Q1 2020 blog

Investment landscape and view for 2020

Alex Cave |15-Jan-2020

Capital at risk. The value of investments and the income from them can fall as well as rise and are not guaranteed. Investors may not get back the amount originally invested.

 


The year ahead for retirement

I’m excited to be writing my first blog of the year and would have got this out sooner had it not been for some huge events in January such as Brexit (it actually happened), impeachment trials, virus outbreaks and our own big news on Sustainability… So here’s my view on what lies ahead for the retirement and savings market this year.

What's in store for 2020

2019 saw changes which in any other industry would have been felt as seismic, but with the volume of market and regulatory change in pensions, in a lot of ways it just felt like another busy year. Auto-escalation in April saw a decent increase in pensions contributions and a good step towards securing spending adequacy in retirement, but like all good health plans this one has milestones and so whilst it was good to hit 8% (Source: The Pension Regulator, 2019) we know we need to go further and 15% feels like a more important target. It will be interesting to see if this comes back on to the government agenda, now there is a mandate to lead will there be less discomfort about the perception of taking money out of peoples pay packets knowing that it is in the best interests of their future self? I hope so as it is critical that we get people saving more than they do today.

2019 also saw 38 Master Trusts (MT) go through an extensive authorisation process, giving them real credibility as pensions providers and this year will show that they will become a critical component of pensions provisions for the UK. In 2020 we expect to see rapid acceleration of the switching to Master Trusts, particularly with schemes who are under £10m in assets but certainly in larger schemes too. In time we believe they will challenge the dominance of the insurance platforms which can only be a good thing if it brings variation, choice and price competition. It should also give members currently in small schemes access to better infrastructure, better communications and hopefully some access to post-retirement solutions. Our only concern is whether their default is too low cost, too simplistic and whether it effectively delivers what they want from an environmental, social and governance (ESG) perspective. We need a better way to compare platform and MT defaults but how is the question. Answers on a postcard please.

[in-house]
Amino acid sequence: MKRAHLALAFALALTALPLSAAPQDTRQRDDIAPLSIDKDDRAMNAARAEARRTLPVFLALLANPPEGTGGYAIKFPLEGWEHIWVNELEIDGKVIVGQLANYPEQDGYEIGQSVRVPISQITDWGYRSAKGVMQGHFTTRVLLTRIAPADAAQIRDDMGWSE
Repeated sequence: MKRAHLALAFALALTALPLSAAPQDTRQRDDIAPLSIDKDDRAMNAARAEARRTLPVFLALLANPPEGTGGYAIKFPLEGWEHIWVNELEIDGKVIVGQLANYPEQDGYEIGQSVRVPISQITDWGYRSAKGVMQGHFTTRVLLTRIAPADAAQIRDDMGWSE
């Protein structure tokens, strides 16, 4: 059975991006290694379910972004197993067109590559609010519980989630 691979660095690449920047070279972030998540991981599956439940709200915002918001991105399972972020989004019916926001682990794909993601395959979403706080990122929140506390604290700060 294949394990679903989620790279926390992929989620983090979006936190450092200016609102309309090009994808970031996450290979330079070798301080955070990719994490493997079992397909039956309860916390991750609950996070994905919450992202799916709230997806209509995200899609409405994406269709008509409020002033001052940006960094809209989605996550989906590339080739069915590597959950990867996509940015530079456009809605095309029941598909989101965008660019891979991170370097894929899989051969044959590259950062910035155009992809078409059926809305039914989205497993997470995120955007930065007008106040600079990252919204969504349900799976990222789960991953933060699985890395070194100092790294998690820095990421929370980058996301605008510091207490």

On that note the other themes which we expect to come through relate firstly in ESG and secondly in asset class access. Our focus is to continue to evolve our own target date franchise to integrate ESG and as we and other managers launch further products to give more granular options, we expect to see the market more broadly adopt these as a hygiene factor for defaults. Some interesting dialogue to be had around costs as licensing ESG indices is more expensive and the management process more intensive and therefore costly. Are members prepared to pay a small premium to ensure their pensions investment has a more positive impact?

An alternative hot topic

On the asset class front we expect to see illiquids populate more defaults as sophisticated trustees look for better returns and more diversified portfolios. We all want to increase the size of the members pots at retirement and with assets that are locked in for 40 years, capturing the illiquidity premium has to be part of the solution. Having worked tirelessly on developing this within a cost cap and to a market which is built on daily valuations I’m excited that we are nearing fruition.

Plenty more to talk about still, with more detail on Alternatives, discussion on retirement pathways and how we are making Sustainability part of BlackRocks DNA, but I will leave that for another time.

Alex Cave
Director, Head of UK Defined Contribution
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